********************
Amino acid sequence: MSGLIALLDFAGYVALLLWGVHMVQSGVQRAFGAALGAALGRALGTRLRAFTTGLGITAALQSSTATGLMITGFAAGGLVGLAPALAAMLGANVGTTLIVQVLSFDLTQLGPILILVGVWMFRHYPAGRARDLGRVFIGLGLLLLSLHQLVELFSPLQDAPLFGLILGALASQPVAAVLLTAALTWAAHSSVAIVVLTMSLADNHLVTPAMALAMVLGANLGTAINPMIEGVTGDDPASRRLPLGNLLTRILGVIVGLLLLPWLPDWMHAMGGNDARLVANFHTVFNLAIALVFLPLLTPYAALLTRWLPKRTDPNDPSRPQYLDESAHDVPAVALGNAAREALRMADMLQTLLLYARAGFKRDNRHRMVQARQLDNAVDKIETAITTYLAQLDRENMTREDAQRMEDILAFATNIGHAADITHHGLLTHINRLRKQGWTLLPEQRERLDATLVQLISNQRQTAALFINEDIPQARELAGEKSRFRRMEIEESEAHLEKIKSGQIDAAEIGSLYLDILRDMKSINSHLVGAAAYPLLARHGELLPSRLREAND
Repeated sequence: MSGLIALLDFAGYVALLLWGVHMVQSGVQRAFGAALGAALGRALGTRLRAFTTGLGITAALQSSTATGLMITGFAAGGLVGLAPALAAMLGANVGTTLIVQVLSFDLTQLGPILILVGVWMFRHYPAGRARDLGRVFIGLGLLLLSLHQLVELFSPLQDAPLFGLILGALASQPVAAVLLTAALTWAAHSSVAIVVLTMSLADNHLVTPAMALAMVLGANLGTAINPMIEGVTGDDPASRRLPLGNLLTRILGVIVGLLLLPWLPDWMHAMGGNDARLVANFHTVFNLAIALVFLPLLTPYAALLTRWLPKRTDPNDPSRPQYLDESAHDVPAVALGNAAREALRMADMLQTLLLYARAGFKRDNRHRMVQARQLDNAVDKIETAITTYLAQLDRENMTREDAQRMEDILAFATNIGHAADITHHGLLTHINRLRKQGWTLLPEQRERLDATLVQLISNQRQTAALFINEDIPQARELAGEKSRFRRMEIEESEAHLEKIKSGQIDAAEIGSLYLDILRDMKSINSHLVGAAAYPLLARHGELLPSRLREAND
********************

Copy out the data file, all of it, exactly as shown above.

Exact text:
Amino acid sequence: MSGLIALLDFAGYVALLLWGVHMVQSGVQRAFGAALGAALGRALGTRLRAFTTGLGITAALQSSTATGLMITGFAAGGLVGLAPALAAMLGANVGTTLIVQVLSFDLTQLGPILILVGVWMFRHYPAGRARDLGRVFIGLGLLLLSLHQLVELFSPLQDAPLFGLILGALASQPVAAVLLTAALTWAAHSSVAIVVLTMSLADNHLVTPAMALAMVLGANLGTAINPMIEGVTGDDPASRRLPLGNLLTRILGVIVGLLLLPWLPDWMHAMGGNDARLVANFHTVFNLAIALVFLPLLTPYAALLTRWLPKRTDPNDPSRPQYLDESAHDVPAVALGNAAREALRMADMLQTLLLYARAGFKRDNRHRMVQARQLDNAVDKIETAITTYLAQLDRENMTREDAQRMEDILAFATNIGHAADITHHGLLTHINRLRKQGWTLLPEQRERLDATLVQLISNQRQTAALFINEDIPQARELAGEKSRFRRMEIEESEAHLEKIKSGQIDAAEIGSLYLDILRDMKSINSHLVGAAAYPLLARHGELLPSRLREAND
Repeated sequence: MSGLIALLDFAGYVALLLWGVHMVQSGVQRAFGAALGAALGRALGTRLRAFTTGLGITAALQSSTATGLMITGFAAGGLVGLAPALAAMLGANVGTTLIVQVLSFDLTQLGPILILVGVWMFRHYPAGRARDLGRVFIGLGLLLLSLHQLVELFSPLQDAPLFGLILGALASQPVAAVLLTAALTWAAHSSVAIVVLTMSLADNHLVTPAMALAMVLGANLGTAINPMIEGVTGDDPASRRLPLGNLLTRILGVIVGLLLLPWLPDWMHAMGGNDARLVANFHTVFNLAIALVFLPLLTPYAALLTRWLPKRTDPNDPSRPQYLDESAHDVPAVALGNAAREALRMADMLQTLLLYARAGFKRDNRHRMVQARQLDNAVDKIETAITTYLAQLDRENMTREDAQRMEDILAFATNIGHAADITHHGLLTHINRLRKQGWTLLPEQRERLDATLVQLISNQRQTAALFINEDIPQARELAGEKSRFRRMEIEESEAHLEKIKSGQIDAAEIGSLYLDILRDMKSINSHLVGAAAYPLLARHGELLPSRLREAND